Friday, July 16, 1999
A Fairy Tale Fribble
Once upon a time, a young girl grew up with no financial education from her parents or her teachers, other than the knowledge that her mother never had much (if any) money left after paying The Bills. As she walked along the path into young womanhood one day, she met a Big Bad Wolf named E. Z. Credit, and her nightmare journey into the bowels of the Debt Monster began.
A number of years passed before she began to realize that the Debt Monster had a stranglehold on her life. It took a few more years before she saw through the delusion of pleasure by instant gratification. Eventually, however, she began to have vaguely Foolish notions. She began to "Just Say No" to impulse purchases, and -- now that the student was ready -- teachers appeared, one after another.
She still remembers the fateful moment as she idly browsed through an employee handbook and serendipitously ran across a reference to a financial self-help book called The Four Laws of Debt Free Prosperity (see note below). She ordered; she read; she implemented. As she busied herself with her Tracking, Trimming, and Targeting. Her training moved forward with Your Money or Your Life, a book well known to many Fools. It added quite a wallop to her Trimming energies once she had calculated exactly how much of her life energy would be required to pay for another widget. The Richest Man in Babylon inspired her to be as diligent about paying herself first as she was about paying her creditors on time (Mantra: "Ten percent of all I earn is mine to keep.")
Then, during the summer of 1997, she was deep in the struggles of Operation Debt Storm and in dire need of moral support. She was checking the Yahoo! financial page, and noticed an odd little link called The Motley Fool. The name strongly suggested that the folks at that link must really enjoy whatever it was that they did -- and they must have great senses of humor. She had always been predisposed in favor of people who enjoy what they do (or do what they enjoy) for a living, so she clicked, and has kept on clicking, nearly every business day since that first magical one.
The Fool was with her (just like the Force!) when she paid off her credit card debt on February 13, 1998 -- a day that will continue to be celebrated in her household as long as the stars shine and the rivers flow. The Fool was with her when she transferred all her 401(k) funds into the Vanguard Index 500 fund (which her firm's retirement plan began to offer "due to popular demand"). The Fool was with her as she introduced her prince to Fooldom -- to the point where he invested in the RP4 variation of the Foolish Four about a year ago. The Fool was there when she and her prince used a windfall to pay off their mortgage 15 years ahead of schedule. The Fool was with her when she put her year-end bonus into a discount brokerage account and thence into some Rule Breaker stocks. And now the Fool is with her as she relaxes and watches her Rule Breakers taking a breather. Exciting as it was when her portfolio was up over 50% in the few months since she bought, the recent stumble has not worried her. She still feels good about what the future holds for her stocks and for herself. She expects that she and her Fool will live happily and prosperously ever after.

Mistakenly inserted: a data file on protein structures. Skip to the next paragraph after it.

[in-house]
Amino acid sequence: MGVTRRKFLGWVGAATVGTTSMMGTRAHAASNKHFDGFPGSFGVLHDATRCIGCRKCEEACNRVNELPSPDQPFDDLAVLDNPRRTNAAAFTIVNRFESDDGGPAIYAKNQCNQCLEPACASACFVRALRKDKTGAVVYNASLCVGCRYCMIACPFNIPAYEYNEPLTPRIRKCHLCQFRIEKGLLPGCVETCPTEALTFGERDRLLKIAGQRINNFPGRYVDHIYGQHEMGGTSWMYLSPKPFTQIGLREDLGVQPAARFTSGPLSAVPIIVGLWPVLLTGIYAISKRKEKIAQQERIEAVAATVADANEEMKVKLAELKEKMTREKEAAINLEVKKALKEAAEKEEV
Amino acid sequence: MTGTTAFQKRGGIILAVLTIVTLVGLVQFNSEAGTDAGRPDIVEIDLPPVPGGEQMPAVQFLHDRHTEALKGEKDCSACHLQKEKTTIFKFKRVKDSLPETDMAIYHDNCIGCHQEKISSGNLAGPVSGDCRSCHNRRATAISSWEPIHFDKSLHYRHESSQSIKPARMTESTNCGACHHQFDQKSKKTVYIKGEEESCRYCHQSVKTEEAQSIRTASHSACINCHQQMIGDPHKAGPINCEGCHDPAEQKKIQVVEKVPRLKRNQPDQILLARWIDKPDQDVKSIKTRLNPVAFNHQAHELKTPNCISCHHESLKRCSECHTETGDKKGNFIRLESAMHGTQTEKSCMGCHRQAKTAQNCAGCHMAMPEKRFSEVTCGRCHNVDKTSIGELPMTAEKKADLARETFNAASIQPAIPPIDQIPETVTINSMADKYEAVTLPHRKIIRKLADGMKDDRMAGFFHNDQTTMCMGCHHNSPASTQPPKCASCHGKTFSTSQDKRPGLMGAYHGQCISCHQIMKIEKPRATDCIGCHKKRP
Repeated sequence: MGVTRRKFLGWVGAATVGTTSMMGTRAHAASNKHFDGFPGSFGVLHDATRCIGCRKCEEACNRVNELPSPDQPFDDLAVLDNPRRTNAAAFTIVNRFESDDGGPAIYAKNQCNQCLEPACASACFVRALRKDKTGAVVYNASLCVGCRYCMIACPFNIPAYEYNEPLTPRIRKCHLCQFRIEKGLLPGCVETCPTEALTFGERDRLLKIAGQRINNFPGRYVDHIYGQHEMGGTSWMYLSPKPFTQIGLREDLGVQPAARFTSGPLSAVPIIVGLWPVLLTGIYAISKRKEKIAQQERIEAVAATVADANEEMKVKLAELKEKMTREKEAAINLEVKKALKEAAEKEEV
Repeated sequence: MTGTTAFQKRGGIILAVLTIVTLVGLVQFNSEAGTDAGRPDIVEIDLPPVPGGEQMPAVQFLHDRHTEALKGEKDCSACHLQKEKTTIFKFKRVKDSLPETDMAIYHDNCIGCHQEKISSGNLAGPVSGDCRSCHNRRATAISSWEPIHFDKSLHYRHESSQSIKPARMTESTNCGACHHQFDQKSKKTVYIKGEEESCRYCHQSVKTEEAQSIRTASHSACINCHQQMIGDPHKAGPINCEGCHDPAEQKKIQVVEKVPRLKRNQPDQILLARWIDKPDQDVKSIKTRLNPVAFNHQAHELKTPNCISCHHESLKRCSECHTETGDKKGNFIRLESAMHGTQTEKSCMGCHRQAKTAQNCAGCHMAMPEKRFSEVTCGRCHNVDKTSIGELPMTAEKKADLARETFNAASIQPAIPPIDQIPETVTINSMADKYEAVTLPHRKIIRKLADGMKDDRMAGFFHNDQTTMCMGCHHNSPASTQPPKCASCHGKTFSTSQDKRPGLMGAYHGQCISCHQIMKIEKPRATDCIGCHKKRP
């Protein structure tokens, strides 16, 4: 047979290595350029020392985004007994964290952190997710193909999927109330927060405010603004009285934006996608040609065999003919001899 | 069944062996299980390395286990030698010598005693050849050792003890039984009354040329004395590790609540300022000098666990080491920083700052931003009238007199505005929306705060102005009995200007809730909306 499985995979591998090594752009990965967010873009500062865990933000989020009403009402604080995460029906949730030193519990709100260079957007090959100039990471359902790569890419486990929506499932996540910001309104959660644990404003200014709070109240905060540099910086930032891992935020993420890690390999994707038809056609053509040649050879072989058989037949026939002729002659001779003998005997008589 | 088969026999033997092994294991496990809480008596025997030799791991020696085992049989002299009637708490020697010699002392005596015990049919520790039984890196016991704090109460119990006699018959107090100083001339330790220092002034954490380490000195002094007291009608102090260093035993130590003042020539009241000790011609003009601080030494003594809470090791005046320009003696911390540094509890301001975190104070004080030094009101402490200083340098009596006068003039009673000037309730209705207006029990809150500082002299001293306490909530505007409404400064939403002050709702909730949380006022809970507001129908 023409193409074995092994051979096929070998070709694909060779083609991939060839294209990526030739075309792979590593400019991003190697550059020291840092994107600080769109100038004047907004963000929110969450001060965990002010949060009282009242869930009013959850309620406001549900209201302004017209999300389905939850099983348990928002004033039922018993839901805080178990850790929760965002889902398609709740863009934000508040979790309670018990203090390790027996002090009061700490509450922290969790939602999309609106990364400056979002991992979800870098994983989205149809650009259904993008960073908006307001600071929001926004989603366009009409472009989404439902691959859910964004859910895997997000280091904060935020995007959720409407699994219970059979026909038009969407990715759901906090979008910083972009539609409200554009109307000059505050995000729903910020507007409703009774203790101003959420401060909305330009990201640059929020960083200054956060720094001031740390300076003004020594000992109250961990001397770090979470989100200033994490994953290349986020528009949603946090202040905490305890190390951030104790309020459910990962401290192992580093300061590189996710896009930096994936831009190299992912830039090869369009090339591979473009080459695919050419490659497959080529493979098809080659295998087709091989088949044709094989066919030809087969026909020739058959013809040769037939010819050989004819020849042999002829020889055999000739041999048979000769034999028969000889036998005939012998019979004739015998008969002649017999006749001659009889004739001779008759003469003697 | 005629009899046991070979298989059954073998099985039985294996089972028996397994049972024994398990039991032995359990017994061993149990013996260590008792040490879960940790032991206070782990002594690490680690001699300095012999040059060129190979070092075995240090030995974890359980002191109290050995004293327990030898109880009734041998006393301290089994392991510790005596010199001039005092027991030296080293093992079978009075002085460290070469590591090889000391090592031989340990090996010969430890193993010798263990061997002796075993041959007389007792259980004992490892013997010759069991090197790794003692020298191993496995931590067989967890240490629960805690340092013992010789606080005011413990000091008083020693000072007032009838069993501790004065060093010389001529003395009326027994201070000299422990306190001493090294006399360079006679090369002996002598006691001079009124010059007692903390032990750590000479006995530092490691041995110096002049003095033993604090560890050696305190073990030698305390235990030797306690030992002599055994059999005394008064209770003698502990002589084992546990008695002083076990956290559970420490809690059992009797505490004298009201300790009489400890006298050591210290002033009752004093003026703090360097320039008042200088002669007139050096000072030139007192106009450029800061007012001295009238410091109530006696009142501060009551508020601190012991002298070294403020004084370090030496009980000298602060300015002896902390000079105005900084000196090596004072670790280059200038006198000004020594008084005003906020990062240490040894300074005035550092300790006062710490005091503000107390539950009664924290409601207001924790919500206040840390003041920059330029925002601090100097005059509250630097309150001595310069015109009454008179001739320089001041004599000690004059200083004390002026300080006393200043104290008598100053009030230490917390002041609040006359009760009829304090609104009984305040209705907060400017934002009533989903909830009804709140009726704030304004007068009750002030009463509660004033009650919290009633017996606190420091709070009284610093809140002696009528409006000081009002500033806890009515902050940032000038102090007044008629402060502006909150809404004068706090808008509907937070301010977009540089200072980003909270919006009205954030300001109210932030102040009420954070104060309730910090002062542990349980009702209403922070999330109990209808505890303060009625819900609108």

May the Fool be with you, too!
Note: The Four Laws: 1.) Track your expenses; you have to know where the money is going. 2.) Trim unnecessary expenditures; once your tracking shows you where the leaks and dribbles are, plug them up! 3.) Target your goals (first eliminate debts, then grow savings, then invest); be realistic, be specific, set deadlines, keep score. 4.) Train yourself in sound investment strategies before you put your money into any kind of investment.
The book is in novel format and is a very easy read -- a great gift for a high school or college graduate or -- heck! for anyone! It is a short book and so can't go into the same depth as the Fool's School does, but it is an excellent place to start for the financially challenged.
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